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Japan’s rich culture fuses innovation with thousands of years of tradition, making it a diverse and intriguing country to experience as a visitor. However, respecting tradition means guests need to keep some (often surprising!) things in mind. Especially around etiquette in Japan, the cultural differences between the US and Japan can stir quite an adventure. So while planning your trip to the Summer Games in Tokyo here are some Japanese etiquette tips to learn about and explore:

Pre-paid IC money cards, such as Suica and PASMO, can be used at some convenience stores, vending machines, restaurants and for public transportation. Suica cards can also be added to your Apple Pay wallet on your iPhone (and select Apple Watches).

Cash is still king. Yes, credit cards are accepted widely (including in cabs!) but cash is preferred for small transactions. When you pay for something with cash, put your bills in the little tray at the register instead of handing money directly to the shopkeeper. This keeps the coins from falling on the counter during the exchange.

Smoking on the streets is forbidden. If you want to smoke, go to a designated smoking area, usually located next to a store or train station. However, some restaurants (and rail cars!) still allow smoking.

Trash cans can be hard to find. Tokyo is incredibly clean but there are very few waste bins to be found in public places. Carry a small plastic bag with you and dispose of all of your garbage when you get a chance. Bring a refillable water bottle with you to cut down on waste.

When you’re getting around Tokyo…

Jananese taxi drivers etiquette compared to United States

  • Take a business card from the hotel with the address in Japanese. This way, there will be no miscommunication when you are hailing a taxi. It also helps if you need to ask for directions!
  • Don’t touch taxi doors. The locks are automatic and your driver will open and close the door for you.
  • Don’t talk on trains (or keep it quiet). Japanese culture is very respectful of personal space and speaking loudly on a train is considered invasive to your fellow travellers. While American culture may be more friendly on public transportation, Japanese mannerisms are different.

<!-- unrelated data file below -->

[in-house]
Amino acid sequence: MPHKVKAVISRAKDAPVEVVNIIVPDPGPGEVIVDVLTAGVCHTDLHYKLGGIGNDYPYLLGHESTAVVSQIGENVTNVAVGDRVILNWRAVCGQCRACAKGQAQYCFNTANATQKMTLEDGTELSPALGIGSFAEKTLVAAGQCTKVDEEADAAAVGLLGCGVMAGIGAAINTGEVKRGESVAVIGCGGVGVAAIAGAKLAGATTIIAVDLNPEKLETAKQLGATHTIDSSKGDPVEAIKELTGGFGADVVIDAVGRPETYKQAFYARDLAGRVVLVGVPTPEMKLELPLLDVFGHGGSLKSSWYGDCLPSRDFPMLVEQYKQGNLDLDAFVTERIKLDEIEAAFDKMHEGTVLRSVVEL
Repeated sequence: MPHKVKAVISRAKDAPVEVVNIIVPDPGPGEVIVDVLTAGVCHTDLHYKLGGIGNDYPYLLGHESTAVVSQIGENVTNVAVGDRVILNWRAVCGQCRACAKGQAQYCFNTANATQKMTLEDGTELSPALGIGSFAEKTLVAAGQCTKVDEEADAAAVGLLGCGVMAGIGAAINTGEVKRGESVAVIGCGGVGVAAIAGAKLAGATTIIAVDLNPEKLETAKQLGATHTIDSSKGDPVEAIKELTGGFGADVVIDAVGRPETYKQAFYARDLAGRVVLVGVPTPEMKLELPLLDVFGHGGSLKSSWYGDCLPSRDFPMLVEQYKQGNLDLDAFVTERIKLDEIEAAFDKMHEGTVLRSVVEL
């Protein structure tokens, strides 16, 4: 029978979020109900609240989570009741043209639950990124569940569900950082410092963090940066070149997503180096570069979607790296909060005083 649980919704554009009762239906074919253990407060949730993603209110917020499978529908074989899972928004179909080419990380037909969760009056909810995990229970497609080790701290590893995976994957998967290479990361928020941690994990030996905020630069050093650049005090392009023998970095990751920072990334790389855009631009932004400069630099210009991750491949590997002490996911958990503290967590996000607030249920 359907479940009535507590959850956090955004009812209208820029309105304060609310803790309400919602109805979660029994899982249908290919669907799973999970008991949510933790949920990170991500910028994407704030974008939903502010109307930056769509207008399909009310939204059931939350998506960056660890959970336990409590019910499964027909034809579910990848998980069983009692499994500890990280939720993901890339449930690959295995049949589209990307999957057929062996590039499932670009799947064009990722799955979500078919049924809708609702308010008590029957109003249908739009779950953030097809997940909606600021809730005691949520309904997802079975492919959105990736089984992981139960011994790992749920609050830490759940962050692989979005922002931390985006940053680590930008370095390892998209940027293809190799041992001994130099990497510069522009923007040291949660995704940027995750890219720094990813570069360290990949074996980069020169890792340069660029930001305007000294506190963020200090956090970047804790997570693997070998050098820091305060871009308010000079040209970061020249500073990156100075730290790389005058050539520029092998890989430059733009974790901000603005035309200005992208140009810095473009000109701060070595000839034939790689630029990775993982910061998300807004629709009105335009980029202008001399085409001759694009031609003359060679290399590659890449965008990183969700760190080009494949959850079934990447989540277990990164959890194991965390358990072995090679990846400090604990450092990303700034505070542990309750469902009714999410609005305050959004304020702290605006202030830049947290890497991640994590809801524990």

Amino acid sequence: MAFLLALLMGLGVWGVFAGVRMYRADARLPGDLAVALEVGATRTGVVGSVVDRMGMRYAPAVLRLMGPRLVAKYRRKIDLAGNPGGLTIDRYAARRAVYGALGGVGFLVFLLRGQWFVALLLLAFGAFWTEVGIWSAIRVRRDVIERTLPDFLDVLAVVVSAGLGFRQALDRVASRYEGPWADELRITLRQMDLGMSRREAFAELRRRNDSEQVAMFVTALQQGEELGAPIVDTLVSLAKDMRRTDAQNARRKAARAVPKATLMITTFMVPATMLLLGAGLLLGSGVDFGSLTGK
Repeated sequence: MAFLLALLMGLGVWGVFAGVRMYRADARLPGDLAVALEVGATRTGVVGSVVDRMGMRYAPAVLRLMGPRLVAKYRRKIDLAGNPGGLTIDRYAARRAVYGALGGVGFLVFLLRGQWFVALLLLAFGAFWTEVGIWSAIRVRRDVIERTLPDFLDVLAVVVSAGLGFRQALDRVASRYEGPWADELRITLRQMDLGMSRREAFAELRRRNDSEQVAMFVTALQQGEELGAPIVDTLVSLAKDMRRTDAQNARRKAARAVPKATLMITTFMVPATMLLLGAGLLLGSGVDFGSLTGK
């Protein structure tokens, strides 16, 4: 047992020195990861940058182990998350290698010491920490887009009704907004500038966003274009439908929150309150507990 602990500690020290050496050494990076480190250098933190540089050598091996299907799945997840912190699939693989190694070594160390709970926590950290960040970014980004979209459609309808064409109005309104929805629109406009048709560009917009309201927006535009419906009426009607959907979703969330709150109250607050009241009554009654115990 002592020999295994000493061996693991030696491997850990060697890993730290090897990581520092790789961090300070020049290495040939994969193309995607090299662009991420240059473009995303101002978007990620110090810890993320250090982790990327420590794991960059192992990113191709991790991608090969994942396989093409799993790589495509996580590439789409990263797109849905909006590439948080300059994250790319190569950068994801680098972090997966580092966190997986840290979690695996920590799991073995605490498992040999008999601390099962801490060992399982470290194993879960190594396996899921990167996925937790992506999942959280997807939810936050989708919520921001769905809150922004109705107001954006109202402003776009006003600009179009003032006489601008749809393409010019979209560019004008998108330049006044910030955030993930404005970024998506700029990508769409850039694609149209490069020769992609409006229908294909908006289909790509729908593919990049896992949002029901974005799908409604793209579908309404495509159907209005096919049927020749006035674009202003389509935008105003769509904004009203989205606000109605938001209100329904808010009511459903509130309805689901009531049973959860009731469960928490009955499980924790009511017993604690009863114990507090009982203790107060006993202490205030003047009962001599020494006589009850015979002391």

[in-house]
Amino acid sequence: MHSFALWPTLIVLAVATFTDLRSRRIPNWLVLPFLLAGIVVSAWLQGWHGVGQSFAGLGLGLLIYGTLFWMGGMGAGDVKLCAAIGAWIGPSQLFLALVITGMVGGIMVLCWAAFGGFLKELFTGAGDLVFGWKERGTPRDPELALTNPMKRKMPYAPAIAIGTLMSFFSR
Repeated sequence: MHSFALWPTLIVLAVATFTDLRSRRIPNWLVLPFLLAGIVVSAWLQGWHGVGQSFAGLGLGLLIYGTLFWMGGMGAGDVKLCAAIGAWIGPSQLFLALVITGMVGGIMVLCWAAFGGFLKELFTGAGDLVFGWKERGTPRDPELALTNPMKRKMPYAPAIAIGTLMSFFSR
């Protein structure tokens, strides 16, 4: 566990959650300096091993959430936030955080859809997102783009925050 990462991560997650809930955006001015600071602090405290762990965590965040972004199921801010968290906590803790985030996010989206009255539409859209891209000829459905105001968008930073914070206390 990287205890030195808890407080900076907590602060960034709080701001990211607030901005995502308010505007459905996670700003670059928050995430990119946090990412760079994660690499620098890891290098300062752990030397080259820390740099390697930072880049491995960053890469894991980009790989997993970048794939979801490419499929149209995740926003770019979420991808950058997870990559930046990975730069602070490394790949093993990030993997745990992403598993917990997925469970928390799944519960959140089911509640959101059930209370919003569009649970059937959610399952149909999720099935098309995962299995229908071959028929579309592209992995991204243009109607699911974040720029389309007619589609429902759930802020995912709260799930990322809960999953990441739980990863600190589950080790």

• Don’t forget — some trains in Tokyo will stop running at 2am. Schedules will be available closer to the event date.

When you’re dining…

Dining dos and donts in Japan, Cultural differences and similarities between USA and Japan

  • Don’t tip. Tipping, unlike the United States where it is seen as an appreciation of good service and a minimum wage boost, is not part of the Japanese culture and may offend your server, as if belittling their employee salary.
  • Don’t pour your own drink. Pour for those around you and wait for someone to do yours. This cultural difference is harder than it seems!
  • Don’t park your chopsticks in the rice. Rice is often served for the table so spoon it onto your plate (but don’t leave your chopsticks in it).
  • Do slurp your noodles. This behaviour is accepted… and expected! Tokyo has some of the best ramen restaurants in the world so don’t feel embarrassed about slurping your way through the city.

When you’re shopping…

Shopping Cultural differences and similarities between Japan and North America

  • In Japan you may be asked to take off your shoes when entering a store or changing area. This is common in Japanese households and also in some stores. One cultural difference that some Americans might already practice in their own homes or when visiting other peoples homes.
  • If you’re a female trying on shirts, you may be given a face cover. Don’t worry, it’s not personal. Stores are just trying to avoid getting make-up on clothes.
  • The Ginza district is home to several upscale department stores featuring rooftop gardens, art exhibitions, and fine dining. Mitsukoshi, one of the largest with origins dating back to 1673, features two floors of restaurants and an entire floor dedicated to duty-free shopping, making shipping incredible souvenirs home incredibly easy!

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